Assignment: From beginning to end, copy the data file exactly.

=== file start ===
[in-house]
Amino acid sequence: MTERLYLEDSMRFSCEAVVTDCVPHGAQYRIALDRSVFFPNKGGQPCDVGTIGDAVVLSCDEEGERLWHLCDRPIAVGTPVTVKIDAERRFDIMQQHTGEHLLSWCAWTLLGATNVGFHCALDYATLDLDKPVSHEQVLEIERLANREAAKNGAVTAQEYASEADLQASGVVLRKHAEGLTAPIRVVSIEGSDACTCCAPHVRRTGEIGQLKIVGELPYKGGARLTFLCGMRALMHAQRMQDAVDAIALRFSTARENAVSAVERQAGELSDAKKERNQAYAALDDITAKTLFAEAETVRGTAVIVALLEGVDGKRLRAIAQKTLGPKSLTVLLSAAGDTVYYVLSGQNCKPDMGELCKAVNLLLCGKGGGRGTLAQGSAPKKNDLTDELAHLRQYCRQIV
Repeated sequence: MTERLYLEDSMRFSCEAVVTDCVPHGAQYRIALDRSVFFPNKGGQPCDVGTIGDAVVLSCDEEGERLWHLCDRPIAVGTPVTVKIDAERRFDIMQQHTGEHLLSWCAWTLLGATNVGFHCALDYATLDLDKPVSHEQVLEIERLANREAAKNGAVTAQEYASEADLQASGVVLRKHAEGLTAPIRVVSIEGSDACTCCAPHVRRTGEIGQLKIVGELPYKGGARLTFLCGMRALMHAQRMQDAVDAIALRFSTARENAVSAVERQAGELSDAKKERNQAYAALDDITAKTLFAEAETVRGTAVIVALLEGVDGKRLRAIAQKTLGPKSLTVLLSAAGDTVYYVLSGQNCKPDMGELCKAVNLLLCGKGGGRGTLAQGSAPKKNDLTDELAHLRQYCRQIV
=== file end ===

[in-house]
Amino acid sequence: MTERLYLEDSMRFSCEAVVTDCVPHGAQYRIALDRSVFFPNKGGQPCDVGTIGDAVVLSCDEEGERLWHLCDRPIAVGTPVTVKIDAERRFDIMQQHTGEHLLSWCAWTLLGATNVGFHCALDYATLDLDKPVSHEQVLEIERLANREAAKNGAVTAQEYASEADLQASGVVLRKHAEGLTAPIRVVSIEGSDACTCCAPHVRRTGEIGQLKIVGELPYKGGARLTFLCGMRALMHAQRMQDAVDAIALRFSTARENAVSAVERQAGELSDAKKERNQAYAALDDITAKTLFAEAETVRGTAVIVALLEGVDGKRLRAIAQKTLGPKSLTVLLSAAGDTVYYVLSGQNCKPDMGELCKAVNLLLCGKGGGRGTLAQGSAPKKNDLTDELAHLRQYCRQIV
Repeated sequence: MTERLYLEDSMRFSCEAVVTDCVPHGAQYRIALDRSVFFPNKGGQPCDVGTIGDAVVLSCDEEGERLWHLCDRPIAVGTPVTVKIDAERRFDIMQQHTGEHLLSWCAWTLLGATNVGFHCALDYATLDLDKPVSHEQVLEIERLANREAAKNGAVTAQEYASEADLQASGVVLRKHAEGLTAPIRVVSIEGSDACTCCAPHVRRTGEIGQLKIVGELPYKGGARLTFLCGMRALMHAQRMQDAVDAIALRFSTARENAVSAVERQAGELSDAKKERNQAYAALDDITAKTLFAEAETVRGTAVIVALLEGVDGKRLRAIAQKTLGPKSLTVLLSAAGDTVYYVLSGQNCKPDMGELCKAVNLLLCGKGGGRGTLAQGSAPKKNDLTDELAHLRQYCRQIV